In Part 1 of Sitting Too Close To Your 3D TV Will Make You Blind?, I make the point that no two people perceive 3D in quite the same way and that efforts to standardize proper viewing distances from 3D display devices should take this into account. Indeed, what you consider to be a comfortable viewing distance from a 3D TV or movie screen might be totally different than what I consider to be a comfortable viewing distance. Part of the reason for this difference is the relative visual acuity of our eyes, the balance of that acuity between our two eyes and the ability of our extra-ocular muscles to control our gaze such that reflections of the outside world fall properly on the retina of each eye. The important thing to remember is that everyone’s eyes are different and very few people have eyes that are perfectly balanced for binocular vision.
An Extreme Case In Point
In my Blog How Hugo Gave OneNeuroscientist The Gift of Stereo Vision I introduce Dr. Bruce Bridgeman, a scientist who lived in a 2D world all his life because he suffered from a form of strabismus called exotropia, where his extra-ocular muscles are not properly aligned, causing each or one of his eyes to point away from his nose. This condition made it almost impossible for Bruce to align his eyes such that his binocular field of view was similar enough for his brain to fuse them into 3D. Instead, he tended to use his stronger eye to see and his brain would, in effect, turn off the images registered in the other, weaker eye. With only one eye used for seeing, Bruce was essentially stereo blind… he could not see 3D. That is, until he miraculously experienced 3D for the first time while watching Hugo in a 3D theater. His description of that life-changing moment is well worth the read.
I believe the miracle Bruce experienced during Hugo can be explained by two factors. One factor was the degree of depth and volume that Scorsese so masterfully created in his first 3D feature film, coupled with the fact that Bruce was sitting approximately 65 ft. from the screen. Sitting at that distance from the screen, Bruce simply had to set his eyes at infinity, or in other words during the entire movie he had to line up his eyes in parallel to each other while looking at the screen. Had he been sitting at the recommended 1.5X of the screen height for “optimal viewing comfort” it would have created an insurmountable challenge for Bruce because he would have had to constantly adjust the convergence of his eyes. The lesson here is that if you or anyone you know has a problem with watching 3D movies comfortably try sitting much further back in the theater. It should not diminish the experience and will most likely make the movie much more enjoyable.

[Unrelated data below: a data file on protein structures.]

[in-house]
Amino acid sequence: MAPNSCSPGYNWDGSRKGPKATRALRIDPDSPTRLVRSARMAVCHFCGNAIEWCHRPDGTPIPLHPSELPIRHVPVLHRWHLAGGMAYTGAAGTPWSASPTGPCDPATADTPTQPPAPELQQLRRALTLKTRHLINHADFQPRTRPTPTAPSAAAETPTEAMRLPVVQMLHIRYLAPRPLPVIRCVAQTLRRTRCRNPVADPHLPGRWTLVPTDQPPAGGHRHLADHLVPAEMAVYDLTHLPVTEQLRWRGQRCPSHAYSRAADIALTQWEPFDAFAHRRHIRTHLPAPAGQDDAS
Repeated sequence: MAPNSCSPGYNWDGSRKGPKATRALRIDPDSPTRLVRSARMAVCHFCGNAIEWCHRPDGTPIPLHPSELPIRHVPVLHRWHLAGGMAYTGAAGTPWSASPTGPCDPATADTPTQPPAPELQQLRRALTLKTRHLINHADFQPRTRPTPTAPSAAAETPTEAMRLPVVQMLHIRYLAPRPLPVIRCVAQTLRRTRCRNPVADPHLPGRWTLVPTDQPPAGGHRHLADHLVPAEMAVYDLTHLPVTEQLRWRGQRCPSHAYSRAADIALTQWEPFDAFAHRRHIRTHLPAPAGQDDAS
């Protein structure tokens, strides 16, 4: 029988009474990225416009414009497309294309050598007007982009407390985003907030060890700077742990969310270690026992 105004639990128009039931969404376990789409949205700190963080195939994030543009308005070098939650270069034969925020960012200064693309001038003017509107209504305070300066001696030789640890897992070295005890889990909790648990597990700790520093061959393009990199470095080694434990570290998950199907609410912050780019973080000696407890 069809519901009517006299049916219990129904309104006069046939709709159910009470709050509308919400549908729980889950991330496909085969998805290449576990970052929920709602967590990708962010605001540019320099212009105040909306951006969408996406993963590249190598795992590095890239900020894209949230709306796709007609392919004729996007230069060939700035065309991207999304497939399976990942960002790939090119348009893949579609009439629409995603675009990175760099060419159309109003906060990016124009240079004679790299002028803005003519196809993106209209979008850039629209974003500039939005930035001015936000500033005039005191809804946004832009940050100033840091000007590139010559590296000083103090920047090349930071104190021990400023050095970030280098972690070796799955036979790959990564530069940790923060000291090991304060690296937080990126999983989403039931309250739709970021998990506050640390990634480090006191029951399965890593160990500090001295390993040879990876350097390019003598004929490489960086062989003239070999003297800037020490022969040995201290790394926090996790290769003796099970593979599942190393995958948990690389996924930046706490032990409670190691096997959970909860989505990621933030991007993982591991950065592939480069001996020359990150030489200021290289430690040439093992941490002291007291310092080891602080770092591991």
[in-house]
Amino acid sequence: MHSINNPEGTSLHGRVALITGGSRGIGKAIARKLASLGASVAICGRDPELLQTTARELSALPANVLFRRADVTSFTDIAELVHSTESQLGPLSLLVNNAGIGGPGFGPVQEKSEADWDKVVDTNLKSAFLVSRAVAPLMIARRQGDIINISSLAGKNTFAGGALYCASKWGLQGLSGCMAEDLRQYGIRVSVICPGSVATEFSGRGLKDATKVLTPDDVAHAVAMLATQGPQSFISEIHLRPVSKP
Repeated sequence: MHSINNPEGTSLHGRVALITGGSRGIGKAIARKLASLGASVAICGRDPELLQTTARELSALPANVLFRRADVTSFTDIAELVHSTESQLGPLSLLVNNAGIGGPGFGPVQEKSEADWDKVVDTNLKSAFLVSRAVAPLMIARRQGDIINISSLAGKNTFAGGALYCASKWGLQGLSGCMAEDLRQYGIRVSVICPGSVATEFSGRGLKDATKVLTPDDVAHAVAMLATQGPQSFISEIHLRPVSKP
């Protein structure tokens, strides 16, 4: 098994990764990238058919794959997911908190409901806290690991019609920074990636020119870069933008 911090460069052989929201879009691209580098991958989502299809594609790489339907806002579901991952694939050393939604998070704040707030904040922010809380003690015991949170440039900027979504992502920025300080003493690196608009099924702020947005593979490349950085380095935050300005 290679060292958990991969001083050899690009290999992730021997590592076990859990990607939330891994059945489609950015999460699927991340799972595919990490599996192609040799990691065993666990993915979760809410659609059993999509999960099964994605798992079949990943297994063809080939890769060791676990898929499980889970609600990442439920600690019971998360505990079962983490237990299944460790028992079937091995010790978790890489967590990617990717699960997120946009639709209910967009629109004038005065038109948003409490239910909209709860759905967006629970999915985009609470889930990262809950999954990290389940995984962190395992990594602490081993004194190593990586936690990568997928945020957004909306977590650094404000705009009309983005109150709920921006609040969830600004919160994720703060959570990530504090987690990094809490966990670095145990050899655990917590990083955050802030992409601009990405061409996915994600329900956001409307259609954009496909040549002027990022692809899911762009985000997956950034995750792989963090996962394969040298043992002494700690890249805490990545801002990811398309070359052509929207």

One Person's Immersion is Another Person's Headache?
In addition to individual preferences for comfortable seating in a 3D theater, there are some people who have very different definitions of what is meant by stereo immersion. This became most evident to me at the 38th National Stereoscopic Association conference that I attended two months ago. In fact, it was that experience that prompted me to write this two-part blog.
Just about everyone I met at the conference was extremely knowledgeable about the craft of stereo photography and of stereo in general. For the most part, the attendees were collectors of stereoscopic vintage cards and stereographic hobbyists. It was a pleasure talking with them during the one day I was there because they were probably the most knowledgeable audience and certainly the most enthusiastic I’ve ever addressed on the topic of 3D.
At the conference there were several art exhibits of anaglyph images, some framed, some not. Most were creatively appealing. The experience was very interesting and enjoyable.
But it was in the big 3D theater that I experienced a unique perspective on stereo that I was not expecting. Most of the afternoon was devoted to stereo photographers exhibiting slide show montages of their stereographs on the big screen. My team and I thought the presentations were for the most part innovative and entertaining. However, we also noticed some things that seemed unusual to us. The obvious thing was that many in the audience were crammed up as close to the theater screen as possible.
That seemed odd because most colleagues in the movie industry tend to view 3D content considerably further back from the screen. Furthermore, from where we were sitting, around mid-theater, the projected images appeared to have hyper-stereo depth that was unrealistic to our eyes and in some cases uncomfortable. It was as if the photographers purposely increased the inter-axial separation between the lenses of their cameras to create an exaggerated 3D effect.
According to one of the organizers of the event, this is how the attendees prefer to view their work. They sit as close to the theater screen as possible so that they can achieve a field of view that encompasses the entire screen. They are looking for total immersion in each stereograph and sitting close to the screen somehow gives them that experience. The organizer went on to tell me that the attendees sitting up in front were very experienced at decoupling accommodation and convergence so that they could view the hyper-stereo images close to the screen without getting sick or tired. I tried viewing the slides from the front seat of the theater and could not handle it for any length of time.
Following My Presentation The Stereo Perspective Of The Group Became Clear